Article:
Why Coaching Matters in Building Stronger Teams?

LAST UPDATE ON June 28, 2023

Source: istock – Nattakorn Maneerat


Why Coaching Matters in Building Stronger Teams?

Research by Zenger Folkman found that leaders who are able to coach are eight times more likely to become top-tier leaders as opposed to a leader who manages. Collected data from 4,212 leaders affirmed that those coach their team delivered greater effectiveness and impact shown through their work performance. Hence, improving engagement and commitment at workplaces among teams.

Manager versus Coach

Clearly, the expectations for leaders today are not just about being able to lead, instruct, or manage, and ensuring work performance. It is also about being able to connect, engage, inspire and impact the team. To be a leader, you need to also be a coach. Question is, is it possible that the manager can also be the coach? Or is it not a distinct role between a manager and a coach?

If there should be any distinctions between a manager and a coach, it would be the approach. A manager is usually directive or instructive, that means, the leader likely prefers to “tell”, so the interaction is mostly one-way except if there are questions from the team. A manager is usually more tasks focused; thus, can become impatient when having to deal with too many questions. This usually leads to low engagement with the team, and decrease in collaboration efforts.

Coaching, on the other hand, takes on a more collaborative and empowering approach. As the saying goes, instead of “providing the fish, it is teaching them how to fish”. It means directing the team towards their own resourcefulness to discover insights and opportunities that can be translated to knowledge they can own. This ownership is critical in bringing about a change in behaviour because of the conviction gleaned from the insights gained. A coach is always interested to see transformation that brings innovation through leading change.

Becoming an Effective Coach

Building on the 4,212 collected data of the leaders who coach their team, Zenger Folkman separated those who were rated as the most effective coaches.  They identified 20 behaviours that were most frequently used by this group of most effective coaches, and further conducted a statistical factor-analysis to determine their dominant behavioural patterns.

  1. Carve out the time

Effective coaching requires setting aside time and showing up for the experience. Practically this means accessing your calendar, and scheduling the times to contact the person involved to provide coaching.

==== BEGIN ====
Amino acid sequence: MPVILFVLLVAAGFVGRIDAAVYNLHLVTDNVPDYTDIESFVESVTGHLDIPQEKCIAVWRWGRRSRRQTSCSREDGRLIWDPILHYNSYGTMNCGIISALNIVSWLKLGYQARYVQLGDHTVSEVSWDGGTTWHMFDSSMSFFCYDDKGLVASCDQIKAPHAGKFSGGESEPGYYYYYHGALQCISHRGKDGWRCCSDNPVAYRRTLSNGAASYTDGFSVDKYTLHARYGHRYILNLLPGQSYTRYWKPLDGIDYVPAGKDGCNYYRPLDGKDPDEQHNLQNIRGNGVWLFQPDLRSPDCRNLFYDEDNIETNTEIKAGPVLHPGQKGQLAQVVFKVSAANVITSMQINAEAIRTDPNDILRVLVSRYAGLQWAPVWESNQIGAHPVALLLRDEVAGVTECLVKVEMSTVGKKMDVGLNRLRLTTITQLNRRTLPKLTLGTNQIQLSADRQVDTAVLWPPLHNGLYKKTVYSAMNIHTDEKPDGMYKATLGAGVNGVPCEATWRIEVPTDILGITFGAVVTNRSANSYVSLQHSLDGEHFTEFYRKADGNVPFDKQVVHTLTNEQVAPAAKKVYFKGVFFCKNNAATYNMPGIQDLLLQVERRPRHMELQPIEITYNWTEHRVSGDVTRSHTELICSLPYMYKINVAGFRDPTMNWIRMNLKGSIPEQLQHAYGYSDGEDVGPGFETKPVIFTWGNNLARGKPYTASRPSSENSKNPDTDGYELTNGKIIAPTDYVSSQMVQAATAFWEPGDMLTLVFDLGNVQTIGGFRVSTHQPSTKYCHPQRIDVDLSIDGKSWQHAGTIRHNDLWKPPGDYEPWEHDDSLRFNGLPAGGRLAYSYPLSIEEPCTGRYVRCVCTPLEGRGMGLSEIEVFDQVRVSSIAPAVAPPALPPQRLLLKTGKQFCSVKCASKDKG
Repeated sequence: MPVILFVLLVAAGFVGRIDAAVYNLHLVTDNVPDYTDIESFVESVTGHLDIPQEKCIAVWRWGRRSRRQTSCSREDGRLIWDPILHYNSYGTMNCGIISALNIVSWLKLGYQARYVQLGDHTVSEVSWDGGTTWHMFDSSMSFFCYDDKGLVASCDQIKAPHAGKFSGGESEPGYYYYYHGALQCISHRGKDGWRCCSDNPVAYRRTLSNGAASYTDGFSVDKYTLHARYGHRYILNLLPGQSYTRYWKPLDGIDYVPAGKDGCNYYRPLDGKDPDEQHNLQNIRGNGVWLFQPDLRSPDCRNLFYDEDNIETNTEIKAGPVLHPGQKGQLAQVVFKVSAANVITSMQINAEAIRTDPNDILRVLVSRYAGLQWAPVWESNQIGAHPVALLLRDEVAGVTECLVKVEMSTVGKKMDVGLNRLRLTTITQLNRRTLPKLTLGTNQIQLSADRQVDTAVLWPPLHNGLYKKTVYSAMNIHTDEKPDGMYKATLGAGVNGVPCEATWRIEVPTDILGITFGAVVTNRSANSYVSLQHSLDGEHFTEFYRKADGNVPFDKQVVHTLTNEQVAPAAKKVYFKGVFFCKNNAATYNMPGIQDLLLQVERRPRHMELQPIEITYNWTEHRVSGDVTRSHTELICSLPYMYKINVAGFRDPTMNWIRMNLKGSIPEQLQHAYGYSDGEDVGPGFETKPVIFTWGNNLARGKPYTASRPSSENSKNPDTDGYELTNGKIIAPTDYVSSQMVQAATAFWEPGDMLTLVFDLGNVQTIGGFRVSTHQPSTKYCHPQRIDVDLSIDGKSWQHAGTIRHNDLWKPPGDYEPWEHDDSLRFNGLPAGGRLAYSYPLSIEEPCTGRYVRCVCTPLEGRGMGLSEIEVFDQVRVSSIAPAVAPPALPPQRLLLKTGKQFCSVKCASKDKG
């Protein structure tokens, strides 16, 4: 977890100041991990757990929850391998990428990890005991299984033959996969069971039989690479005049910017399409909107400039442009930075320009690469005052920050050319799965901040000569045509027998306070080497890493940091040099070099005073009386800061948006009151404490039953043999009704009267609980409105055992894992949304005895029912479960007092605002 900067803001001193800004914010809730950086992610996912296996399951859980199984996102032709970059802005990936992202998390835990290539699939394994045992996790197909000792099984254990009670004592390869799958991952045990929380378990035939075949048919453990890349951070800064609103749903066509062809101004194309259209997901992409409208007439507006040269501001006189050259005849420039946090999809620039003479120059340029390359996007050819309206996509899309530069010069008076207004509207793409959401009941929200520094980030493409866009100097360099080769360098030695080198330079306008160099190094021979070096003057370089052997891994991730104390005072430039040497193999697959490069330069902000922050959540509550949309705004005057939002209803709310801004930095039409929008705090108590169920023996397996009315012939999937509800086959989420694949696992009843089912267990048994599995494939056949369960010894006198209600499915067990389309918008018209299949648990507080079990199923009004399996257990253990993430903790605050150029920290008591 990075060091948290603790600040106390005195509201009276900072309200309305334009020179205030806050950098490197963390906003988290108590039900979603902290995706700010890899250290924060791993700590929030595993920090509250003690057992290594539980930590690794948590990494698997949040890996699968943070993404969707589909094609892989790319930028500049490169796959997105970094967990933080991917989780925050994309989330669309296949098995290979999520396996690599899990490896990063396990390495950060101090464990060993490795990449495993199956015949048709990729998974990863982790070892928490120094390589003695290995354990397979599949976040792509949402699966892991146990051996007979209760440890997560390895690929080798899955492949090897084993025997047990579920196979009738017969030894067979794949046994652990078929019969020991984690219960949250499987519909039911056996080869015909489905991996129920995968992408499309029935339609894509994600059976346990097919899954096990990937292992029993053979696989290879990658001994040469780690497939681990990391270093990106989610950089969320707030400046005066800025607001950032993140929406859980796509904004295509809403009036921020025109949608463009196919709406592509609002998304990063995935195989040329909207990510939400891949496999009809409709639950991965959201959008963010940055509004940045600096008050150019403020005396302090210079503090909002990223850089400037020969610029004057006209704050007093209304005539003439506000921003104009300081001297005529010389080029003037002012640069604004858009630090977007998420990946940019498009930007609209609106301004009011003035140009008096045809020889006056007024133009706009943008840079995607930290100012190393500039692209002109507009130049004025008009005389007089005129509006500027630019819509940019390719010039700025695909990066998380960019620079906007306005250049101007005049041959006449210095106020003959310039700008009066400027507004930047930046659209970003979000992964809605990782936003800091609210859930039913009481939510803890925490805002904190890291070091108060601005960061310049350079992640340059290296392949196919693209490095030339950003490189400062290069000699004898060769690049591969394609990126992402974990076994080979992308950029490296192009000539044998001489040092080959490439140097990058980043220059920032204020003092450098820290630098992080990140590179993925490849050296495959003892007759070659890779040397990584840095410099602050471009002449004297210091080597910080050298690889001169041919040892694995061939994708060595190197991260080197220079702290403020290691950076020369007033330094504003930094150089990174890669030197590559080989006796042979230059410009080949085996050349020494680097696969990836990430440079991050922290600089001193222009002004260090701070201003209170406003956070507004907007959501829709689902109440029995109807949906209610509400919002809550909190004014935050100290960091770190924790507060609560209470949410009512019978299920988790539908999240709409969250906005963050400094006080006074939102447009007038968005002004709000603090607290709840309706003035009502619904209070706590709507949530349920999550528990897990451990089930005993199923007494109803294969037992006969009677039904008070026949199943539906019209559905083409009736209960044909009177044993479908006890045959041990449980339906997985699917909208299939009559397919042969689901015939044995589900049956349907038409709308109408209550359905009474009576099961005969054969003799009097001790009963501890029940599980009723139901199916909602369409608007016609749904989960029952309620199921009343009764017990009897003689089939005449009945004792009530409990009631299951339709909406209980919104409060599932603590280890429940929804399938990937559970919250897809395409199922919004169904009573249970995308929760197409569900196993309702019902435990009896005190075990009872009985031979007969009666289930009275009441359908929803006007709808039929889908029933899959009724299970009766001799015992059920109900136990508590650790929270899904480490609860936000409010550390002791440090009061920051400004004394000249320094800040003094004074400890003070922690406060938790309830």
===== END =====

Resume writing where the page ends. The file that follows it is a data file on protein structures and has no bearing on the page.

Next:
1. Focus on specific actions

Discuss the specifics and dilute the generalities or platitudes.

  1. Inspire others via positive interactions

Create a script that leaves the other person uplifted. The best coaches were consistently seen as positive catalysts for change, rather than critics. Other looked to them for ideas, inspiration, and direction. They were seen as constantly seeking superior performance through continuous improvement. The best coaches radiate energy and enthusiasm to others.

  1. Add your ideas and experience

Coaches are not mere passive listeners. Good coaches help the person being coached to see the issues and challenges they are facing. The coaches enable them to find good answers from themselves. At the appropriate time, they give their ideas and share their experience. They deliver observations with honesty and in a non-offensive manner.

  1. Freely give honest praise

Feedback can range from redirecting or corrective observations all the way to high praise and commendation. Both kinds of feedback have their time and place. Our research, however, convincingly shows that the best coaches spend most of their time recognizing and rewarding positive performance. Their goal is to build confidence ad self-esteem, which in turn encourages even greater effort. Positive expressions far outweigh negative comments.

  1. Foster collaboration

The best coaches emphasize superordinate goals that unify people and generate collaboration. They help those they coach to see opportunities to garner cooperation from other teams and departments. They do all they can to tamp down competition between departments and to replace it with selfless cooperation.

Directing team is highly necessary in the chain of command; however, breaking that chain will also not create adversity. In fact, breaking this chain and incorporating coaching effectively will create greater freedom for the leader, and greater empowerment for the team. To change behaviour and inspire new efficiency, there is a need to focus on what will drive this change.

To impact change and grow a stronger team, it is therefore important for managers to be equipped with coaching skills, as well as leaders to further honed their coaching skills.

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©Published by Lifeskills Institute Pte Ltd

Lifeskills Institute is the strategic partner of Zenger Folkman for Singapore and Malaysia. Our Chief Enabling Officer, Ian Tan is a Master Facilitator certified by Zenger Folkman.

Zenger Folkman is a strengths-based leadership development company helping leaders elevate their people and organisations. Co-founders Dr. Jack Zenger and Dr. Joe Folkman utilise empirical data and behavioural evidence to help leaders become extraordinary.